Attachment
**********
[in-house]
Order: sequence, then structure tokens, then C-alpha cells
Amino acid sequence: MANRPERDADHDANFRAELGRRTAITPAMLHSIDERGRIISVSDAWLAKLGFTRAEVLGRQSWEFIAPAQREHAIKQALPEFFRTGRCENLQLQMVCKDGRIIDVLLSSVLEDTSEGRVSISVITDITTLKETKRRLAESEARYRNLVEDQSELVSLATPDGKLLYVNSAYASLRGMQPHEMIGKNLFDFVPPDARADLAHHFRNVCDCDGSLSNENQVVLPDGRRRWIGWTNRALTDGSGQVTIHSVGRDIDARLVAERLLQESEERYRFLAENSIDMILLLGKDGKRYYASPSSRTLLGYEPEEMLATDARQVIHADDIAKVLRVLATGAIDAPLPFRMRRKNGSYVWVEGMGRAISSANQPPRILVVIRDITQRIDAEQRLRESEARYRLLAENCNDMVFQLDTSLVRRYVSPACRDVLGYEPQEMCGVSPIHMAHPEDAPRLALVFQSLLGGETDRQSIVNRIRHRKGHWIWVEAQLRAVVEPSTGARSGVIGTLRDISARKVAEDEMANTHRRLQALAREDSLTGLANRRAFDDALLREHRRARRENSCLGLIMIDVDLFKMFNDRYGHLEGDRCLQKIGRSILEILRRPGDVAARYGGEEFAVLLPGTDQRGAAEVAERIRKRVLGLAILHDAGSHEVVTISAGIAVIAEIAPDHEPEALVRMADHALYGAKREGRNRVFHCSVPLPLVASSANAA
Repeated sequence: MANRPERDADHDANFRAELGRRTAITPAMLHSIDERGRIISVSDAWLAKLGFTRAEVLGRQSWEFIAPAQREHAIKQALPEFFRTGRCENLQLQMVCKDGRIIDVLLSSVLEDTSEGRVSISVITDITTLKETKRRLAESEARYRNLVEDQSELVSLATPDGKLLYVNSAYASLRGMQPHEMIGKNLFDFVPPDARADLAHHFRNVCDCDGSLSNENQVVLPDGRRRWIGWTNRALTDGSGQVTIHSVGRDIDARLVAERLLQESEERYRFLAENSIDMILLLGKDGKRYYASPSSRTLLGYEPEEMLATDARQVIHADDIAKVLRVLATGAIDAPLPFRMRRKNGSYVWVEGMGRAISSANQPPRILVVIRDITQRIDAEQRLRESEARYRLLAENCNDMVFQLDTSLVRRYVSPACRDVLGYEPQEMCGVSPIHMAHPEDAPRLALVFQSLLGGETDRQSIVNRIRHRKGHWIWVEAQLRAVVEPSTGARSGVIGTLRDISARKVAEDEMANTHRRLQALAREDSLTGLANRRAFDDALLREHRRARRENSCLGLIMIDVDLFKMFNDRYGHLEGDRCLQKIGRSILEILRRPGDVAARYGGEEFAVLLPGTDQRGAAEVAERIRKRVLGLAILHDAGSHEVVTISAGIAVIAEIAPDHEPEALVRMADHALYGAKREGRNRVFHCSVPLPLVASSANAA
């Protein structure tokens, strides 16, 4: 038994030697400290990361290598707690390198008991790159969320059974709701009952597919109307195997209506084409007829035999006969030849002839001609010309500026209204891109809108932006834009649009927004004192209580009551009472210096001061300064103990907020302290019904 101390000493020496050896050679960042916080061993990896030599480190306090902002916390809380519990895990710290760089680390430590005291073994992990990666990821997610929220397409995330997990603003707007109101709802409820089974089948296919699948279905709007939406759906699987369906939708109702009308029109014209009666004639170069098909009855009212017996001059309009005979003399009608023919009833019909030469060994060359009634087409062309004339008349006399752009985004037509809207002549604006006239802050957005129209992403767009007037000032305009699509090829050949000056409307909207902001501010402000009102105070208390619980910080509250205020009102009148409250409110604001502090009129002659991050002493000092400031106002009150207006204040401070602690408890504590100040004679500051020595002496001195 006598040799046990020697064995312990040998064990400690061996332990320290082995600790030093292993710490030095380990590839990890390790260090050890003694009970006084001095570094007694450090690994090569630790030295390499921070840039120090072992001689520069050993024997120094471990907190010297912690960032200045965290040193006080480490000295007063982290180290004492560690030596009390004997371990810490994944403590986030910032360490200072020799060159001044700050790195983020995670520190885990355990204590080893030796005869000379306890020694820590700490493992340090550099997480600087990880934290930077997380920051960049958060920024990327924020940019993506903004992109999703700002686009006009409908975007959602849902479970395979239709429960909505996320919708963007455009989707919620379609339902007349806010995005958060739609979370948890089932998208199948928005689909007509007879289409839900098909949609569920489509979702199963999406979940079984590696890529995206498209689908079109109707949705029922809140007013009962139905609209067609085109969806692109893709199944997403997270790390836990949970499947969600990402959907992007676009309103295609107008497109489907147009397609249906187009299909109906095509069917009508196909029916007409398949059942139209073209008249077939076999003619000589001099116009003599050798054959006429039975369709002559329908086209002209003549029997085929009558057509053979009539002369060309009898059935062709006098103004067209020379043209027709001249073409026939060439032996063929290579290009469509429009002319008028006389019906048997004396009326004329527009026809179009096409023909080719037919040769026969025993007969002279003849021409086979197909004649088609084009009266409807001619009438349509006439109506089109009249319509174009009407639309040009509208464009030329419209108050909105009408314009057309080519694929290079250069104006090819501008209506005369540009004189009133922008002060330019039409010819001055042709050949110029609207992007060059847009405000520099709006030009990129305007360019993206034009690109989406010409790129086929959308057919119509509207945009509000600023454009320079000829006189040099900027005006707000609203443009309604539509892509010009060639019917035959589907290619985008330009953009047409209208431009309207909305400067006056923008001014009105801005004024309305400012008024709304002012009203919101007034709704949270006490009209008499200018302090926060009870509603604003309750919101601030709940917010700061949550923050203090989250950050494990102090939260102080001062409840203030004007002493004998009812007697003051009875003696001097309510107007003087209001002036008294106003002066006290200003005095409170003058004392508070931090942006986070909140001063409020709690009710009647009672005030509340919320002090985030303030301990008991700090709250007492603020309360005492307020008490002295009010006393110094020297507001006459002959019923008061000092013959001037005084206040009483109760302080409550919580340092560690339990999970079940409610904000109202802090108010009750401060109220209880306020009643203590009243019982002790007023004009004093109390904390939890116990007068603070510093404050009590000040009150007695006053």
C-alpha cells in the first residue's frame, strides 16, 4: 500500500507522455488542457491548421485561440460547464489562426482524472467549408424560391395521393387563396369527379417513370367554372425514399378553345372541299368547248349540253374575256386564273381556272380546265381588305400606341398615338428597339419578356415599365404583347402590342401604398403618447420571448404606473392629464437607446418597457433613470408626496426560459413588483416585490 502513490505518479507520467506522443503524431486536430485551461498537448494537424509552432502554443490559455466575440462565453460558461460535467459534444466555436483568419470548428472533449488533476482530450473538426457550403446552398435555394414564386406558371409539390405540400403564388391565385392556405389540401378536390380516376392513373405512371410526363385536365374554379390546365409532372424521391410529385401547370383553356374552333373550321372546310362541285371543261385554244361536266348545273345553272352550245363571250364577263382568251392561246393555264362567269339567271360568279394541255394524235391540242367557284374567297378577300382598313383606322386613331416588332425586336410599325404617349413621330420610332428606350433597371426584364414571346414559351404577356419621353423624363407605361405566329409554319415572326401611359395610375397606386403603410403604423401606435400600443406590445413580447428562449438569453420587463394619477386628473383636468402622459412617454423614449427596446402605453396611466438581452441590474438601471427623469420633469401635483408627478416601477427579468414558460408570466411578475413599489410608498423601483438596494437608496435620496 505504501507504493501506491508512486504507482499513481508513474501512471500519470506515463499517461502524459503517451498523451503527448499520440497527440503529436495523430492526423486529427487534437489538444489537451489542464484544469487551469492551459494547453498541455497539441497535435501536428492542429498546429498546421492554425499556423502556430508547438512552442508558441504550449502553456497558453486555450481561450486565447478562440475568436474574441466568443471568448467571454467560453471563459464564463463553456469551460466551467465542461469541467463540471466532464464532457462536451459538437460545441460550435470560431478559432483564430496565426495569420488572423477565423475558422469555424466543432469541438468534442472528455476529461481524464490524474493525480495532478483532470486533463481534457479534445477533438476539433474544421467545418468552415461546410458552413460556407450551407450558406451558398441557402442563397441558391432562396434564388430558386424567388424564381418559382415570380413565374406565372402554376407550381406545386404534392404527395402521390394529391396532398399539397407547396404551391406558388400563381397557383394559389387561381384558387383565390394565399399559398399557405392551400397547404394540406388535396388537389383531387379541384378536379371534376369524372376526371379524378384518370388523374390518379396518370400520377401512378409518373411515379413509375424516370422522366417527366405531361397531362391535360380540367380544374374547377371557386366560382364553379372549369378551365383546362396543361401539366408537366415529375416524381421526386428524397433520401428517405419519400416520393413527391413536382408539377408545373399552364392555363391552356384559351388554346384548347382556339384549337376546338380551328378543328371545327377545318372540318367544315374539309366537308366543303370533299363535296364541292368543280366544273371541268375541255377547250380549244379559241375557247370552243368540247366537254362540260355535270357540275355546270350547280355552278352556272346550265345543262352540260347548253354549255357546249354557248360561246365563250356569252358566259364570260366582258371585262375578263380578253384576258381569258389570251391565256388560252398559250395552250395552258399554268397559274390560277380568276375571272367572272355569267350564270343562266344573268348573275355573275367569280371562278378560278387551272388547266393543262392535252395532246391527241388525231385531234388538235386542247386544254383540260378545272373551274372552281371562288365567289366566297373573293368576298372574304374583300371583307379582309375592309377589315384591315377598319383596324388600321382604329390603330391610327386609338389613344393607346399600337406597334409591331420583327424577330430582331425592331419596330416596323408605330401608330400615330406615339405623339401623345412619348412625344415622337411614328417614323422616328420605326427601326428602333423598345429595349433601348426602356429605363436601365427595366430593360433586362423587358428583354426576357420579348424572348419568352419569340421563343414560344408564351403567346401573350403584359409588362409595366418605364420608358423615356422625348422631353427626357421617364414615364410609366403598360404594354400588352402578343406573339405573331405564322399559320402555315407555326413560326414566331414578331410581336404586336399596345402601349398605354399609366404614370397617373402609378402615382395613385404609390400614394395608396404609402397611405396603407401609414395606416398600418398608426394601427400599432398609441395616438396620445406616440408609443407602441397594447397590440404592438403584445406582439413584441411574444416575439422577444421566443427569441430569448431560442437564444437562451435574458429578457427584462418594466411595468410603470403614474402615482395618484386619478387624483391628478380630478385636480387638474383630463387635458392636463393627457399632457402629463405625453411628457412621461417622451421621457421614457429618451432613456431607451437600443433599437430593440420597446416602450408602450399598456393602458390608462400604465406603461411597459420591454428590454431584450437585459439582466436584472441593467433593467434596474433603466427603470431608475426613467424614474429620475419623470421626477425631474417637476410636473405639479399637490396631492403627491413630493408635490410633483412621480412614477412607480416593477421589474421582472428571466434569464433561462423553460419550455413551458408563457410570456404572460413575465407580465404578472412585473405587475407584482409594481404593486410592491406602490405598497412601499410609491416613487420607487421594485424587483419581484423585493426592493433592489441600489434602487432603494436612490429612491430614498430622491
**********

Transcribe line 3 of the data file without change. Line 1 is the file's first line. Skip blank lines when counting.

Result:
Amino acid sequence: MANRPERDADHDANFRAELGRRTAITPAMLHSIDERGRIISVSDAWLAKLGFTRAEVLGRQSWEFIAPAQREHAIKQALPEFFRTGRCENLQLQMVCKDGRIIDVLLSSVLEDTSEGRVSISVITDITTLKETKRRLAESEARYRNLVEDQSELVSLATPDGKLLYVNSAYASLRGMQPHEMIGKNLFDFVPPDARADLAHHFRNVCDCDGSLSNENQVVLPDGRRRWIGWTNRALTDGSGQVTIHSVGRDIDARLVAERLLQESEERYRFLAENSIDMILLLGKDGKRYYASPSSRTLLGYEPEEMLATDARQVIHADDIAKVLRVLATGAIDAPLPFRMRRKNGSYVWVEGMGRAISSANQPPRILVVIRDITQRIDAEQRLRESEARYRLLAENCNDMVFQLDTSLVRRYVSPACRDVLGYEPQEMCGVSPIHMAHPEDAPRLALVFQSLLGGETDRQSIVNRIRHRKGHWIWVEAQLRAVVEPSTGARSGVIGTLRDISARKVAEDEMANTHRRLQALAREDSLTGLANRRAFDDALLREHRRARRENSCLGLIMIDVDLFKMFNDRYGHLEGDRCLQKIGRSILEILRRPGDVAARYGGEEFAVLLPGTDQRGAAEVAERIRKRVLGLAILHDAGSHEVVTISAGIAVIAEIAPDHEPEALVRMADHALYGAKREGRNRVFHCSVPLPLVASSANAA